Updated Drinking Water Advisory Communication Toolkit

By Blake, Robert G.; Yoder, Jonathan et al. | Journal of Environmental Health, October 2016 | Go to article overview

Updated Drinking Water Advisory Communication Toolkit


Blake, Robert G., Yoder, Jonathan, Kou, John, Journal of Environmental Health


There have been several high profile contamination events of various municipal water systems, which serve as a reminder of the need for continual preparedness for emergencies and outbreaks related to water. In recent years, numerous emergencies associated with drinking water were caused by multiple factors including

* pipeline infrastructure failures;

* natural disasters damaging water distribution systems;

* contamination of drinking water by chemicals, toxins, and microbes; and

* construction operations severing water mains.

The Drinking Water Advisory Communication Toolkit (DWACT) is designed to help local water utilities, health departments, and community emergency managers create accurate and timely public messaging about these drinking water emergencies.

The DWACT was originally published in 2011 (http://www.cdc.gov/healthywater/ emergency/dwa-comm-toolbox/index.html?s_ cid=cs_001). It was the product of collaboration between the Centers for Disease Control and Prevention (CDC), the U.S. Environmental Protection Agency (U.S. EPA), and the American Water Works Association (AWWA), along with many external contributors and reviewers including the National Environmental Health Association. It was originally published to help prevent biological outbreaks following a water emergency. It is now being released in an updated edition.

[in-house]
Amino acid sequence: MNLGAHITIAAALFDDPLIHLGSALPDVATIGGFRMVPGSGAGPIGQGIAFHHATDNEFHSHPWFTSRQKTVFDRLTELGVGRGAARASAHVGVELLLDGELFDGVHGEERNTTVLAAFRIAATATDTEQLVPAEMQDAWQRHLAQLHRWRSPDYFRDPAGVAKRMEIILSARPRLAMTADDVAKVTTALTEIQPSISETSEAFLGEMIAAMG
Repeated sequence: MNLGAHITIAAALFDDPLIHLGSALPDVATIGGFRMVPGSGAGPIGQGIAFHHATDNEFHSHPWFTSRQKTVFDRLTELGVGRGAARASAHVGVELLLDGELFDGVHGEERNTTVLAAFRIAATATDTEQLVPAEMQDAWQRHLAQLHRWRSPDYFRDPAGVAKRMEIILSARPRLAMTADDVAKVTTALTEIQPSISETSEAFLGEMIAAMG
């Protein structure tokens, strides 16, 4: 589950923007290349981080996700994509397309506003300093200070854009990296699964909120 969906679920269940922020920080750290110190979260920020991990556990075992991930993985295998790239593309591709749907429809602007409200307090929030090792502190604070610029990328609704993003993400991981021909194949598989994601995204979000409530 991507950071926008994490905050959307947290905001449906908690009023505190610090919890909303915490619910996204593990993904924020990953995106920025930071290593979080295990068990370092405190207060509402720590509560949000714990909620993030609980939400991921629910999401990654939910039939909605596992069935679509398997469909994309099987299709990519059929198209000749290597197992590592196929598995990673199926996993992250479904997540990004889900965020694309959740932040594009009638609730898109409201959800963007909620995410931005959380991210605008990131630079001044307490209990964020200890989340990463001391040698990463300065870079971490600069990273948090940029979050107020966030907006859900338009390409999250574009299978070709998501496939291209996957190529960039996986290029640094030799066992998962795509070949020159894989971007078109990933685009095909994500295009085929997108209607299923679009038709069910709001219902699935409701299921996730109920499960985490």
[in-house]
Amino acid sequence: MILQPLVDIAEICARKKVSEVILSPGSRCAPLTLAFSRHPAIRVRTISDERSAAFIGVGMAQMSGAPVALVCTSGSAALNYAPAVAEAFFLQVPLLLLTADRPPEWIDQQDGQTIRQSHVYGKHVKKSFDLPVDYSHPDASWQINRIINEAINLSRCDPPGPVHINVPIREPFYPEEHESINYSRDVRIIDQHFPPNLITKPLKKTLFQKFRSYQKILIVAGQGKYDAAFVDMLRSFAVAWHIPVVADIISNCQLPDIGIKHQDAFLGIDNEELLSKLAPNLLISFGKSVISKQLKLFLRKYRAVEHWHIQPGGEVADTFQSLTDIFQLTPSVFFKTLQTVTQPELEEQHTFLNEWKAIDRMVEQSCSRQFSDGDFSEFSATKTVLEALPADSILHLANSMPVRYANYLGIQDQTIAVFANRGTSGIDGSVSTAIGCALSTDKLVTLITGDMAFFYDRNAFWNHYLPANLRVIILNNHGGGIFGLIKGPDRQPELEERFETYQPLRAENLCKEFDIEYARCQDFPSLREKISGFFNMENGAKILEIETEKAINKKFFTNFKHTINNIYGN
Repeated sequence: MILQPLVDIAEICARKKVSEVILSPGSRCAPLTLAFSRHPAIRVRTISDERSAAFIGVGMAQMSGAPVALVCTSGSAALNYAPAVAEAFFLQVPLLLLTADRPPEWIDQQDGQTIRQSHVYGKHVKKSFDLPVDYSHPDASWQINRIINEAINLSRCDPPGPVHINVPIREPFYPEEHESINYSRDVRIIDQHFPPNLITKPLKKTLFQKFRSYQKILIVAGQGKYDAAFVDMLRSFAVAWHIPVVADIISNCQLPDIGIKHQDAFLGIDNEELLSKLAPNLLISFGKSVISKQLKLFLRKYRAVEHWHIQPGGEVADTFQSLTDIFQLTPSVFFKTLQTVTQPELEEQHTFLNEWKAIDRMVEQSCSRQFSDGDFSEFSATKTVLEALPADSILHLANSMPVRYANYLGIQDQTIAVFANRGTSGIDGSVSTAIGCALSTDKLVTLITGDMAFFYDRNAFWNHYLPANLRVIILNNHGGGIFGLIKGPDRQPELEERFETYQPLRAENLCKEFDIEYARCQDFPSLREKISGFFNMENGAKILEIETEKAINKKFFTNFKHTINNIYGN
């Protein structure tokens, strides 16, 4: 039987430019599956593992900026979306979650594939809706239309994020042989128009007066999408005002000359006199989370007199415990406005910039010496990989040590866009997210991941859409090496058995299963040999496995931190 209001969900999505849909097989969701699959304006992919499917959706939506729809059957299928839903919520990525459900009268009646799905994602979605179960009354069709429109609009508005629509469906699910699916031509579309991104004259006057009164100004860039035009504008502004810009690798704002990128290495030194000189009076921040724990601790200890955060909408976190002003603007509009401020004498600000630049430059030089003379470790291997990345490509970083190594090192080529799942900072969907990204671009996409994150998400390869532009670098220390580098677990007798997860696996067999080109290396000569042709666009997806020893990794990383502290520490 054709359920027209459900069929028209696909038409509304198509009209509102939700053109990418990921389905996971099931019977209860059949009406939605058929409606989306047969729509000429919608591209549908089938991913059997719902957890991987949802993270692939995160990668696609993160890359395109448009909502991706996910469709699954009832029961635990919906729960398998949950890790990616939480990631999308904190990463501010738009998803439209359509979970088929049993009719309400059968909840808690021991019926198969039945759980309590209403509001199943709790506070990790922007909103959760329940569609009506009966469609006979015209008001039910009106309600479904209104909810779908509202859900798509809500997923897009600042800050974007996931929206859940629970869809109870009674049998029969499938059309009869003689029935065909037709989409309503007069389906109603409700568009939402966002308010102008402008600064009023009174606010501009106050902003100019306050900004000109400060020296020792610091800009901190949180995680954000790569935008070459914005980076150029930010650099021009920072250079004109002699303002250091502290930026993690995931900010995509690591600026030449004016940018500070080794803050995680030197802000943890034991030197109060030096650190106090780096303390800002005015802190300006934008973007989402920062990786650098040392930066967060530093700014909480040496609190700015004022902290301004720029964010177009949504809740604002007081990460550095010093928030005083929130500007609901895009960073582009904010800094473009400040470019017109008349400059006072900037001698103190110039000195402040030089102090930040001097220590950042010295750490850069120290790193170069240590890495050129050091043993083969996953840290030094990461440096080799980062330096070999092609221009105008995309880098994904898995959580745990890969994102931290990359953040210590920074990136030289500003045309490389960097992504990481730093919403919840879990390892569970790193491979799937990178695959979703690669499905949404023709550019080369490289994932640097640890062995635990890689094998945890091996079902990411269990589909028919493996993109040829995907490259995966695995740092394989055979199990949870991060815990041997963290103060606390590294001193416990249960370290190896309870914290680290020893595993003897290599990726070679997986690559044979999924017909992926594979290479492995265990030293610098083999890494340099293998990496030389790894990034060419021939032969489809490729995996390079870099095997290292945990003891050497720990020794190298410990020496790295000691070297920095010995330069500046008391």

The DWACT addresses four basic types of drinking water advisories.

1. Boil water advisory (most common): This advisory is typically issued because of concern about microbial contamination. The advisory may be either precautionary or mandatory.

2. Informational advisories: These announce planned or anticipated changes in water quality and provide advice on appropriate actions.

3. Do not drink advisories: These direct customers to use an alternative source of water and are typically issued because of concern about chemical or toxin contamination that cannot be addressed by boiling the water.

4. Do not use advisories: These instruct customers not to use tap water for any purpose, including flushing toilets or bathing. These types of advisories are issued only if microbial, chemical, or radiological contamination undoubtedly has occurred where any water contact can be dangerous.

The DWACT has been updated to reflect lessons learned in real-life emergencies since its original publication. Updated guidance addresses needs identified as a result of the following responses.

* Chemical spills such as those affecting the Elk River in West Virginia (January 2014).

* Harmful algal blooms affecting the Toledo, Ohio, water supply (August 2014).

* A Cryptosporidium outbreak in Baker City, Oregon, that resulted in an extended boil water advisory (July 2013).

* The Super Storm Sandy response and resulting water sanitation concerns in high-rise buildings in New York City (October 2012).

The DWACT also had importance in a water outage that affected all CDC campuses in Atlanta. The afteraction meetings with officials from DeKalb County, Georgia, allowed us to gain new insight into the needs of local communities in these kinds of events. The new edition contains a number of updates within the text, as well as new pages to address gaps and enhance its usefulness. Below is a list of the new content in this edition.